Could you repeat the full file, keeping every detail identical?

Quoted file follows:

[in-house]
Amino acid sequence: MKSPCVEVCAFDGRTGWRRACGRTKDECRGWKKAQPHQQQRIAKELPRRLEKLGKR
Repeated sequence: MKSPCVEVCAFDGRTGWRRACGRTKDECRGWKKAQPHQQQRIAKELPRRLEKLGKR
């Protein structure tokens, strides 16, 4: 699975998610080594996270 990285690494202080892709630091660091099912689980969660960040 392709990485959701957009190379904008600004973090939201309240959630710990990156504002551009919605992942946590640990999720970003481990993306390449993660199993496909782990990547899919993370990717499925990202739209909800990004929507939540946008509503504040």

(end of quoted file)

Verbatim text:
[in-house]
Amino acid sequence: MKSPCVEVCAFDGRTGWRRACGRTKDECRGWKKAQPHQQQRIAKELPRRLEKLGKR
Repeated sequence: MKSPCVEVCAFDGRTGWRRACGRTKDECRGWKKAQPHQQQRIAKELPRRLEKLGKR
């Protein structure tokens, strides 16, 4: 699975998610080594996270 990285690494202080892709630091660091099912689980969660960040 392709990485959701957009190379904008600004973090939201309240959630710990990156504002551009919605992942946590640990999720970003481990993306390449993660199993496909782990990547899919993370990717499925990202739209909800990004929507939540946008509503504040």